North Sea helicopter pilots consider strike action over job fears
A union is to hold a ballot asking North Sea helicopter pilots to consider the possibility of strike action over potential job losses.
More than a third of helicopter pilots operating in the area gathered in Aberdeen for a meeting convened by the British Airline Pilots’ Association (Balpa) to hear an update on negotiations.
It comes after Bristow Helicopters and CHC both announced consultations with staff over redundancies in the last month.
Jim McAuslan, Balpa general secretary, said an “indicative ballot” would now be held to ask members if they are willing to take strike action following the meeting attended by around 120 pilots.
“Pilots know that jobs will be lost; but there is a right way and a wrong way of doing it and the helicopter companies need to know that we will not accept their approach,” he said.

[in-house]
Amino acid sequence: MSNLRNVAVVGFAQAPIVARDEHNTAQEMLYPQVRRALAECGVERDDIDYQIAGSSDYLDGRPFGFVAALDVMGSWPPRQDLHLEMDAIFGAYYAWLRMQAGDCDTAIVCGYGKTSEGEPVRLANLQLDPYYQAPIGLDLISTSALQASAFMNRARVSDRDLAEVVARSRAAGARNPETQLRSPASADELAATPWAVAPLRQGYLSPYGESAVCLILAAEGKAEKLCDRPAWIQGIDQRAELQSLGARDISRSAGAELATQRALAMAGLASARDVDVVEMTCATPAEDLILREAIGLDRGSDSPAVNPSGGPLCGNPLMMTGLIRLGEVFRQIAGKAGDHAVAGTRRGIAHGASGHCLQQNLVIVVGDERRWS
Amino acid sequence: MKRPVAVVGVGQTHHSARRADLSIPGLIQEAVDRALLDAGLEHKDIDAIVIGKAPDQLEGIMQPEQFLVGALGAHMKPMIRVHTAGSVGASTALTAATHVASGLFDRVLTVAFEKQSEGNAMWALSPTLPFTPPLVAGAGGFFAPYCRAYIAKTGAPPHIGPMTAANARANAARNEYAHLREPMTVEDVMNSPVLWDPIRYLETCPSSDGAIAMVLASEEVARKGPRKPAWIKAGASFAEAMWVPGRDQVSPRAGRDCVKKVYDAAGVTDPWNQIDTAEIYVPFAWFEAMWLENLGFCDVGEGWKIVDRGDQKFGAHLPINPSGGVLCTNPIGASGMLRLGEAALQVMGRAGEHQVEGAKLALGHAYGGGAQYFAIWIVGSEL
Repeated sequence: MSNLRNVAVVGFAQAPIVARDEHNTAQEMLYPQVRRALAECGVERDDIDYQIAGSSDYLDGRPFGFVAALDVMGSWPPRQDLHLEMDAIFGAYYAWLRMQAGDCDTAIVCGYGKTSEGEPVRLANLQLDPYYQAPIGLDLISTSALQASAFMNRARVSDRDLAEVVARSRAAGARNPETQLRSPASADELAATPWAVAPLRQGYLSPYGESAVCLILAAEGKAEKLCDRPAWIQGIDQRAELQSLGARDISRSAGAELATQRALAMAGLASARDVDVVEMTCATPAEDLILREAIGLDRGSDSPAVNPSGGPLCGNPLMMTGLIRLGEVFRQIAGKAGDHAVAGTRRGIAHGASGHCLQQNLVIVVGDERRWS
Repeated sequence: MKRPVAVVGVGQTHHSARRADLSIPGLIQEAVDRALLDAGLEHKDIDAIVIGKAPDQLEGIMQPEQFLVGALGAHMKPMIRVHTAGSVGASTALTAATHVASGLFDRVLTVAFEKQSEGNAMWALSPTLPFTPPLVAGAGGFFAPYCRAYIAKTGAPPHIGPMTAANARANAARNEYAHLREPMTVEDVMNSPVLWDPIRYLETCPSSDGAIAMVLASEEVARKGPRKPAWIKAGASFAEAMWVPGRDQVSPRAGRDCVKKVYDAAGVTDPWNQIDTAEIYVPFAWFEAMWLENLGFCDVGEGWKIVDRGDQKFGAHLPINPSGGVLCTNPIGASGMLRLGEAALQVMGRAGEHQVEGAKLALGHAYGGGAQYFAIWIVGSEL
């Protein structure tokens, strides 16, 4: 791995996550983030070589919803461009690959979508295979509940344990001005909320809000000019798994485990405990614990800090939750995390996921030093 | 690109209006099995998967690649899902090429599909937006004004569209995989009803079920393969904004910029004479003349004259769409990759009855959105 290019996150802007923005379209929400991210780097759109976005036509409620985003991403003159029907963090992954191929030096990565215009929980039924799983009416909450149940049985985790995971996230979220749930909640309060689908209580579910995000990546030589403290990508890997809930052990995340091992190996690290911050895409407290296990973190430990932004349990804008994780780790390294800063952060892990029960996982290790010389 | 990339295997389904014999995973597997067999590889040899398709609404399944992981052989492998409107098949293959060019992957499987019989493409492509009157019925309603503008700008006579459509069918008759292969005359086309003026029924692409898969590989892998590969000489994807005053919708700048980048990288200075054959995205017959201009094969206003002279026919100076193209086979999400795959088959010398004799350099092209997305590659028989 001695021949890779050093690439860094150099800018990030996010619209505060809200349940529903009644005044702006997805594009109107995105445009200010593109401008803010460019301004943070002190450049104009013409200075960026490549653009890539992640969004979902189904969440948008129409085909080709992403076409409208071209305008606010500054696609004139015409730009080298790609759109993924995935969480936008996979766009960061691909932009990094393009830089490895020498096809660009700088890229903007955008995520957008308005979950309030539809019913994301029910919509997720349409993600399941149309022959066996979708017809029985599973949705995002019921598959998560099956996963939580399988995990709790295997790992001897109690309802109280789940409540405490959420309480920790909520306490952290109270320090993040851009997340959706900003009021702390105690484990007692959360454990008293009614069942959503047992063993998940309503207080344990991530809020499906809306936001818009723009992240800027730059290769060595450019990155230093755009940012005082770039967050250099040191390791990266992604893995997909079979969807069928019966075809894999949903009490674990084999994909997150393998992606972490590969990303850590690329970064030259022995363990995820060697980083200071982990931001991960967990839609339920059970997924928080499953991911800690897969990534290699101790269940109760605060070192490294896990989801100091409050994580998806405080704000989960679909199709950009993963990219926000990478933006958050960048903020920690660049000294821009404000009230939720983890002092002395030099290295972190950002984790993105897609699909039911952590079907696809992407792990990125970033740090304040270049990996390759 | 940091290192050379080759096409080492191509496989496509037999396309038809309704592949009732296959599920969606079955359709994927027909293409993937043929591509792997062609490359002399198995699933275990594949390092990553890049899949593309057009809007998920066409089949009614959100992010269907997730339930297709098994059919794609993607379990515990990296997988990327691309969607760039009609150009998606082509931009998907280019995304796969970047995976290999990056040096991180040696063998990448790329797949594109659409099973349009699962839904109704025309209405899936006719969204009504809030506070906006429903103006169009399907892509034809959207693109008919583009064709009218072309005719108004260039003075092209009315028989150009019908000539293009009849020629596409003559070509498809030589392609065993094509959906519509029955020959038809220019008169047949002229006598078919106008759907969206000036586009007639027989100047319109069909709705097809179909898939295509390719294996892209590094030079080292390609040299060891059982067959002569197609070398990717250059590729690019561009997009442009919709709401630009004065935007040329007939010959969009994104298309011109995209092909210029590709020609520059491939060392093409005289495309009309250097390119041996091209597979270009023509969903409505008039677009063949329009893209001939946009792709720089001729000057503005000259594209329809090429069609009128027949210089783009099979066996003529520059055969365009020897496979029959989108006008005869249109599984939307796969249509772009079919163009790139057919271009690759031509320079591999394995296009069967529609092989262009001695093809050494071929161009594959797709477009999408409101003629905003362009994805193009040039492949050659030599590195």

“We want decent voluntary terms to attract willing victims, more part time working options to save jobs and objective and transparent redundancy selection criteria, which pay proper regard to flying experience - a critical factor in maintaining safety off shore.”
Mr McAuslan added: “For pilots, safety is our number one priority and there is a fear that these redundancies may lead to corners being cut and pilots flying when their focus is not 100% on task.
“Overall the redundancies are bad for employees, bad for business, bad for the UK economy and bad for safety.”
The ballot will close on Tuesday.
Energy Minister Fergus Ewing said: “It is extremely disappointing to hear that North Sea helicopter pilots are considering strike action.
“We are working collaboratively with the oil and gas industry and trade unions through the Energy Jobs Taskforce.
“One of the key actions of this work is a commitment by operators and unions to establish a regular forum to enable earlier discussion of strategic issues and effective communication to and from the workforce. I hope that this forum can be used to achieve a positive way forward and that strike action can be avoided.”